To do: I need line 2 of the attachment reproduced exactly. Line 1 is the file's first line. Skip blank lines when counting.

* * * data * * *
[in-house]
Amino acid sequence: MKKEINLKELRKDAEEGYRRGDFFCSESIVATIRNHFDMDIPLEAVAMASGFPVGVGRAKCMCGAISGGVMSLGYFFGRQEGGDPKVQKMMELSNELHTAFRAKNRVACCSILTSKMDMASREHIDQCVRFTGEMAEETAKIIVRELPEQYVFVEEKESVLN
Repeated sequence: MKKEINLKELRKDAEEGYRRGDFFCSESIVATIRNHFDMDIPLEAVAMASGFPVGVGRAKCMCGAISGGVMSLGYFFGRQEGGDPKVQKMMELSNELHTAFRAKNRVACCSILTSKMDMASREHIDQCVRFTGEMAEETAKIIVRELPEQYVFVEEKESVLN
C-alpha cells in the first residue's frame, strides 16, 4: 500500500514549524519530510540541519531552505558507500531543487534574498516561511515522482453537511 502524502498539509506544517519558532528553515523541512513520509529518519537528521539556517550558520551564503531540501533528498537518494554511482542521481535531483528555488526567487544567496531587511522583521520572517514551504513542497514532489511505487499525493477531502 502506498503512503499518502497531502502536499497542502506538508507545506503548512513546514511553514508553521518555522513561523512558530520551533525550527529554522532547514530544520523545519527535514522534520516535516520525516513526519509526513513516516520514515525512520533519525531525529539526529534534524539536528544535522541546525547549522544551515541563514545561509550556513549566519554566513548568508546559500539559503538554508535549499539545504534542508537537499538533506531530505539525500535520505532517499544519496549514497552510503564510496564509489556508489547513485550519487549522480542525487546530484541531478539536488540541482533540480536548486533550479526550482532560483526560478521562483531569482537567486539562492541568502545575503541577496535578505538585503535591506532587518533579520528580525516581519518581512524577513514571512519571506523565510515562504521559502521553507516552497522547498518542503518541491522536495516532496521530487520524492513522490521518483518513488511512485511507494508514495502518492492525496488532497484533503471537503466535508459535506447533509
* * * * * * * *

Amino acid sequence: MKKEINLKELRKDAEEGYRRGDFFCSESIVATIRNHFDMDIPLEAVAMASGFPVGVGRAKCMCGAISGGVMSLGYFFGRQEGGDPKVQKMMELSNELHTAFRAKNRVACCSILTSKMDMASREHIDQCVRFTGEMAEETAKIIVRELPEQYVFVEEKESVLN